Broadcaster Ed Schultz now working for Russian TV network
WASHINGTON -- Former Fargo resident and MSNBC progressive pundit Ed Schultz has found a new television home. The former Fargo area talk show host who famously switched from supporting conservative to liberal causes, announced in a YouTube video t...
WASHINGTON -- Former Fargo resident and MSNBC progressive pundit Ed Schultz has found a new television home.
The former Fargo area talk show host who famously switched from supporting conservative to liberal causes, announced in a YouTube video today that he’s now working for RT America, formerly called Russia Today.
RT America is funded by the Russian government.
Standing by a set of railroad tracks, Schultz announces:
“For decades the American middle class has been railroaded by Washington politics. Big money corporate interest has drowned out a lot of voices. That’s how it is in the news culture in this country now. That’s where I come in. I’m Ed Schultz, I do the news on RT America. I’ll make sure you don’t get railroaded and you’ll get the straight talk and the straight news. Question more.”
RT America is based in Washington, D.C. It is part of the RT network, a global multilingual television news network based in Moscow.
Last October, Schultz announced that he was going to give the middle class a boost by helping to create a super PAC called Americans for a Strong Middle Class.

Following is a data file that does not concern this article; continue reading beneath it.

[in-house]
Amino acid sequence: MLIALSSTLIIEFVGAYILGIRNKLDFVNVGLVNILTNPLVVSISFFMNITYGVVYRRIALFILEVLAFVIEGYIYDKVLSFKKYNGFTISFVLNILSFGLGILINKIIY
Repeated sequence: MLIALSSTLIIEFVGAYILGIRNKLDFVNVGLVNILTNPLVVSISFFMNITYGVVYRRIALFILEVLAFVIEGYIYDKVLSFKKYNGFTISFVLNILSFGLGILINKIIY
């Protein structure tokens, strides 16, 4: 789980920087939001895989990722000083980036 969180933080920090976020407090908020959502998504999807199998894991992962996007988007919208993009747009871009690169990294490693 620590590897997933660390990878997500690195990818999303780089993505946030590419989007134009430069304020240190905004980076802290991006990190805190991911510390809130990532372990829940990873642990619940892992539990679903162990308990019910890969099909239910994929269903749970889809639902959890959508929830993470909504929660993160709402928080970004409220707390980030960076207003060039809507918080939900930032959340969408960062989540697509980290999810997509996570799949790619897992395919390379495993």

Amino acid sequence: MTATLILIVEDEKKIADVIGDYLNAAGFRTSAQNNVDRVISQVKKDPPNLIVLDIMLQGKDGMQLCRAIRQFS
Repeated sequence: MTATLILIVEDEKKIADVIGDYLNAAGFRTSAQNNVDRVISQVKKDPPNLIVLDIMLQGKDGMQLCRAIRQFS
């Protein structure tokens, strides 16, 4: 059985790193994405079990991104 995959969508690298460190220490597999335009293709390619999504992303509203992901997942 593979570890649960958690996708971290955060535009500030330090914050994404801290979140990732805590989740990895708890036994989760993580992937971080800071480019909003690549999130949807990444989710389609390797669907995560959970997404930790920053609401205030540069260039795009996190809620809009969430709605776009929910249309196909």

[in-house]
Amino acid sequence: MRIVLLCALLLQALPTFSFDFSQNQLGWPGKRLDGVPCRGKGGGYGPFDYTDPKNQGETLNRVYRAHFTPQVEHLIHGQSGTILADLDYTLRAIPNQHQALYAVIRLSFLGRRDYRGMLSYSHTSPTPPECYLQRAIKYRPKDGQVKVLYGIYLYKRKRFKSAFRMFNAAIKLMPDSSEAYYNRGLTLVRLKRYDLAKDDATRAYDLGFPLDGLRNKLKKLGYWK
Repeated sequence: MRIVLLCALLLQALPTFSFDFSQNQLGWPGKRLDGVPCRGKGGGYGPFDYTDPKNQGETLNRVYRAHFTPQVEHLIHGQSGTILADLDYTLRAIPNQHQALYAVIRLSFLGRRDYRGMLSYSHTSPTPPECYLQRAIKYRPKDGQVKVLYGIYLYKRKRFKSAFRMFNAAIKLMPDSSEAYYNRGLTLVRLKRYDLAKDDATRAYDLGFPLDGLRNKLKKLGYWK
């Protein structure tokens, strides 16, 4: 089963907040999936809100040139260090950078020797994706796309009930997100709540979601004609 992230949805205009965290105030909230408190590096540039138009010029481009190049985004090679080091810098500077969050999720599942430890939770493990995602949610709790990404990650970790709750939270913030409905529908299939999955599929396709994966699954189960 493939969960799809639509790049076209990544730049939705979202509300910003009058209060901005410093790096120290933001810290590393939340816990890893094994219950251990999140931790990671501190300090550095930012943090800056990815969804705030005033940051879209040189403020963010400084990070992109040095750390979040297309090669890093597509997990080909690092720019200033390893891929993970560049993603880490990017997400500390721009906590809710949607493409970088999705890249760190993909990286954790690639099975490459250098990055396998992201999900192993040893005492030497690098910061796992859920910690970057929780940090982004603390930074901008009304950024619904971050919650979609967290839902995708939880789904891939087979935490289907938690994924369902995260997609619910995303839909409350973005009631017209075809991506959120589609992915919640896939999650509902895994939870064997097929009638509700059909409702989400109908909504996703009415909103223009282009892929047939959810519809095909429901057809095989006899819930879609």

He is the president of the super PAC and said his work would be voluntary and that he wouldn’t draw a salary for at least the first two years of ASMC’s existence.
“There’s so much out there. There’s low-wage states, there’s right-to-work issues, there’s health care issues, there’s just so much that has to be done as far as messaging, developing a narrative and moving the country forward,” Schultz said. “This is how I want to make a difference. There’s no doubt it will be effective. I’m very confident in that.”
A super PAC can raise and spend unlimited amounts on politics, but must operate independently of candidates and cannot contribute to individual candidates. The donors must be disclosed to the Federal Elections Commission. As a 527 non-profit group, ASMC can run political ads with unlimited individual and corporate contributions, but must disclose its donors to the Internal Revenue Service.
Schultz’s “The Ed Show” was dropped from MSNBC’s daytime lineup along with two other programs last July as part of an effort by the cable network to rebrand itself.
MSNBC’s move ended the tenure of one of its longest-serving hosts. Schultz had been on the air since 2009. He was a prime-time fixture on the network from 2011 to 2013.
Schultz, a former Fargo resident, got his start as a sports broadcaster for Fargo-Moorhead area television stations. He later moved to talk radio in the 1990s and took his radio show nationwide in 2004.